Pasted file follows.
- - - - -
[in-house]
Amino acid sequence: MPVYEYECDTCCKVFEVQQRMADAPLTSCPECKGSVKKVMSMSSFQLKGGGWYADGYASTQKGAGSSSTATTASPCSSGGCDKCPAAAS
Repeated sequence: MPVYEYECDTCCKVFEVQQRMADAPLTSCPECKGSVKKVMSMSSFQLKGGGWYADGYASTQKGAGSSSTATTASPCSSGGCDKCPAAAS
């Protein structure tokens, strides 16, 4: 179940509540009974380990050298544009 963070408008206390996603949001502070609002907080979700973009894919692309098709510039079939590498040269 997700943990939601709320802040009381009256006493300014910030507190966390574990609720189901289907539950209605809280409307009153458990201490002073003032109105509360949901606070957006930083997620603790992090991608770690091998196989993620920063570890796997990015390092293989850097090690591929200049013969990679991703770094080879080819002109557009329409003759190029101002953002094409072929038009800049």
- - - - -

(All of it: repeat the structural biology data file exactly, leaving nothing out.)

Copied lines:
[in-house]
Amino acid sequence: MPVYEYECDTCCKVFEVQQRMADAPLTSCPECKGSVKKVMSMSSFQLKGGGWYADGYASTQKGAGSSSTATTASPCSSGGCDKCPAAAS
Repeated sequence: MPVYEYECDTCCKVFEVQQRMADAPLTSCPECKGSVKKVMSMSSFQLKGGGWYADGYASTQKGAGSSSTATTASPCSSGGCDKCPAAAS
């Protein structure tokens, strides 16, 4: 179940509540009974380990050298544009 963070408008206390996603949001502070609002907080979700973009894919692309098709510039079939590498040269 997700943990939601709320802040009381009256006493300014910030507190966390574990609720189901289907539950209605809280409307009153458990201490002073003032109105509360949901606070957006930083997620603790992090991608770690091998196989993620920063570890796997990015390092293989850097090690591929200049013969990679991703770094080879080819002109557009329409003759190029101002953002094409072929038009800049």